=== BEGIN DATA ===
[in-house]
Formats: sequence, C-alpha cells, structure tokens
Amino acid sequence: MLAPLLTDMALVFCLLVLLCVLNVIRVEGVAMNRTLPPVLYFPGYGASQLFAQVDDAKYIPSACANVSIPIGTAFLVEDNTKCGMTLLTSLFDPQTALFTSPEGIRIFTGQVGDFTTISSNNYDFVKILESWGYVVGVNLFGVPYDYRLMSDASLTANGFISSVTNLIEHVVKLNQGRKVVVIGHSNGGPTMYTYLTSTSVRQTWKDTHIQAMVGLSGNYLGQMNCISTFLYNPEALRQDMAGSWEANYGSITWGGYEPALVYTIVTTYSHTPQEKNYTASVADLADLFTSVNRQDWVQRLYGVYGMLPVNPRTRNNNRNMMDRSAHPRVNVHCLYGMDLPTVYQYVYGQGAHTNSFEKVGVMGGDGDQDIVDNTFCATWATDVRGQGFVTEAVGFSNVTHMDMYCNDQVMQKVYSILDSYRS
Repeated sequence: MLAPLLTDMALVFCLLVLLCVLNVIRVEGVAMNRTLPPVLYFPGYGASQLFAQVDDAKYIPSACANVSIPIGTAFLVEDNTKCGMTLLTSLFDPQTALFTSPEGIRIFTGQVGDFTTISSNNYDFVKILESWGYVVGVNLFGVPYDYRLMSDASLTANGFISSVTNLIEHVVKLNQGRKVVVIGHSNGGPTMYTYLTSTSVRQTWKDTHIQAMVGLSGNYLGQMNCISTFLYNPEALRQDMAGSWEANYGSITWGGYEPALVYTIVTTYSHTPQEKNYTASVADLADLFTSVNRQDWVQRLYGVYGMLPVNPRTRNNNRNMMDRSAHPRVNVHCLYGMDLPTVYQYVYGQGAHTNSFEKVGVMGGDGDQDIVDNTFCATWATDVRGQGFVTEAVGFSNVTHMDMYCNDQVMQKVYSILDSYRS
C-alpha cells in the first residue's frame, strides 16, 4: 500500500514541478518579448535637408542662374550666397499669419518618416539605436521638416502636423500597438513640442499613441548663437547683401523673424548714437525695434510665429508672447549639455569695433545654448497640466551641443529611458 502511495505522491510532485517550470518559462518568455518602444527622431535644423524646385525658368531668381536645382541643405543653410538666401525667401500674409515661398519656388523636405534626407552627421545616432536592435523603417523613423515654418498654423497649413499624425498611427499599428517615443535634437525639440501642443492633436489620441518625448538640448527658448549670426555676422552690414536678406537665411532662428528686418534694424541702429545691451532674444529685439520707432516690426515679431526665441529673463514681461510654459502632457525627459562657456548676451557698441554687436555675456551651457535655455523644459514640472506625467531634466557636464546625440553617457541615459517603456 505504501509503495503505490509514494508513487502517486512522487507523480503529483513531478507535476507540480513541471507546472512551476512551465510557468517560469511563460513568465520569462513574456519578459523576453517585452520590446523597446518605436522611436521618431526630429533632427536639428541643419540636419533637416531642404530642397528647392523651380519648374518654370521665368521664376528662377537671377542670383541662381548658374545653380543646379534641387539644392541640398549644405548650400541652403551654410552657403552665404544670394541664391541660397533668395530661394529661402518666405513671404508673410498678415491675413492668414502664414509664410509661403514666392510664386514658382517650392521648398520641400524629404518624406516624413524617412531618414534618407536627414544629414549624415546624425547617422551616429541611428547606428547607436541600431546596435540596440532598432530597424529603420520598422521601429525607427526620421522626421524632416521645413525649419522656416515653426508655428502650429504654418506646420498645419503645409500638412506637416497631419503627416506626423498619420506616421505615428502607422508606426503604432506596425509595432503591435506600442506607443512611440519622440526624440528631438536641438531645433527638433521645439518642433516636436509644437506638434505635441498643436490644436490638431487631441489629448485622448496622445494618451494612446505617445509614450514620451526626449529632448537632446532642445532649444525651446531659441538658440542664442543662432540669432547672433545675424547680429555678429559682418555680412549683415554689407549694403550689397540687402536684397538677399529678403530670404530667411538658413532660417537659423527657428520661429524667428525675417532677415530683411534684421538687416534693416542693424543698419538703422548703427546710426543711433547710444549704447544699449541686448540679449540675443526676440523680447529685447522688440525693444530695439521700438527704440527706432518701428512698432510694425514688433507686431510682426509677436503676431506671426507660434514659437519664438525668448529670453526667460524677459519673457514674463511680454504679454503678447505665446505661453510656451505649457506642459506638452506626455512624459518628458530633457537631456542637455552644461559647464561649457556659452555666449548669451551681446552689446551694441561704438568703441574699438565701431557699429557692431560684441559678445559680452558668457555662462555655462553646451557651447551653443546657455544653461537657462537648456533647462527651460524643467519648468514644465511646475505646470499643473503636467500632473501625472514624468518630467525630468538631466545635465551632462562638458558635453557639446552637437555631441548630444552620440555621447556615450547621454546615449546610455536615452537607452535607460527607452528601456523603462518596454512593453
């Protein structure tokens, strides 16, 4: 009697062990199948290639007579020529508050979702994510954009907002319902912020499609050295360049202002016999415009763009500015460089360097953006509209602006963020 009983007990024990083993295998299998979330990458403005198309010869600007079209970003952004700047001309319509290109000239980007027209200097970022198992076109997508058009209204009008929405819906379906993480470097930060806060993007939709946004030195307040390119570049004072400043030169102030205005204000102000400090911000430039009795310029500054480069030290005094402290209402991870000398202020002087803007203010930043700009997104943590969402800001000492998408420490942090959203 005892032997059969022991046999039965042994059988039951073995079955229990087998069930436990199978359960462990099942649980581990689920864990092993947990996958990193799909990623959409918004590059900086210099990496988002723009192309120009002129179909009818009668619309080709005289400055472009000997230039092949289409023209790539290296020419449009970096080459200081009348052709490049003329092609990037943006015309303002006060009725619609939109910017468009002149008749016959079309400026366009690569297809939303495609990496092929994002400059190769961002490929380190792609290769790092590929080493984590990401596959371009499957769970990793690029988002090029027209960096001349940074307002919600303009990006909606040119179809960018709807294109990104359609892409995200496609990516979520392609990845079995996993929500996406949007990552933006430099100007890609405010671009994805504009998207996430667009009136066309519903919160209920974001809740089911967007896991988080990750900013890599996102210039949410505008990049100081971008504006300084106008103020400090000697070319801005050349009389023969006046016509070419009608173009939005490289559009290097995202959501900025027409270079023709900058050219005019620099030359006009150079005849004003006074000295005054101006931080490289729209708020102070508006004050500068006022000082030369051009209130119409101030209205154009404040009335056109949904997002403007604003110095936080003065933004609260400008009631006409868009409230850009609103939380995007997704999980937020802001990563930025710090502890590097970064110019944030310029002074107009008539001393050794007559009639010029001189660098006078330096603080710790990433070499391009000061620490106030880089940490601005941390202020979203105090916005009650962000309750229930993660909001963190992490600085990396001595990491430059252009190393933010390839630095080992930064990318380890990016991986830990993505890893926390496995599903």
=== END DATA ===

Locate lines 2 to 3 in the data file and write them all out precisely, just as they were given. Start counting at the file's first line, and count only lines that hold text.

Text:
Formats: sequence, C-alpha cells, structure tokens
Amino acid sequence: MLAPLLTDMALVFCLLVLLCVLNVIRVEGVAMNRTLPPVLYFPGYGASQLFAQVDDAKYIPSACANVSIPIGTAFLVEDNTKCGMTLLTSLFDPQTALFTSPEGIRIFTGQVGDFTTISSNNYDFVKILESWGYVVGVNLFGVPYDYRLMSDASLTANGFISSVTNLIEHVVKLNQGRKVVVIGHSNGGPTMYTYLTSTSVRQTWKDTHIQAMVGLSGNYLGQMNCISTFLYNPEALRQDMAGSWEANYGSITWGGYEPALVYTIVTTYSHTPQEKNYTASVADLADLFTSVNRQDWVQRLYGVYGMLPVNPRTRNNNRNMMDRSAHPRVNVHCLYGMDLPTVYQYVYGQGAHTNSFEKVGVMGGDGDQDIVDNTFCATWATDVRGQGFVTEAVGFSNVTHMDMYCNDQVMQKVYSILDSYRS